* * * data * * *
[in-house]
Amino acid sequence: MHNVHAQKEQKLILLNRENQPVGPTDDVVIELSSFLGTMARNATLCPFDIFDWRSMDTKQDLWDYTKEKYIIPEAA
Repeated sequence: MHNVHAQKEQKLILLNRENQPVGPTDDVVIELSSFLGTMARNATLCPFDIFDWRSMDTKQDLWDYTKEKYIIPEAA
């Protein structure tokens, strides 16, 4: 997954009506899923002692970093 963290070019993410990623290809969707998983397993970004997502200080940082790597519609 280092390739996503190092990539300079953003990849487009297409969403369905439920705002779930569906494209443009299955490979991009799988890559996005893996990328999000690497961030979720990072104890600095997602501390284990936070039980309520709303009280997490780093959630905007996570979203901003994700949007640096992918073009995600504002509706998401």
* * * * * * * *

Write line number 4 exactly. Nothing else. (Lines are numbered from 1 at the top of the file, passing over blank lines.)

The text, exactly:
């Protein structure tokens, strides 16, 4: 997954009506899923002692970093 963290070019993410990623290809969707998983397993970004997502200080940082790597519609 280092390739996503190092990539300079953003990849487009297409969403369905439920705002779930569906494209443009299955490979991009799988890559996005893996990328999000690497961030979720990072104890600095997602501390284990936070039980309520709303009280997490780093959630905007996570979203901003994700949007640096992918073009995600504002509706998401």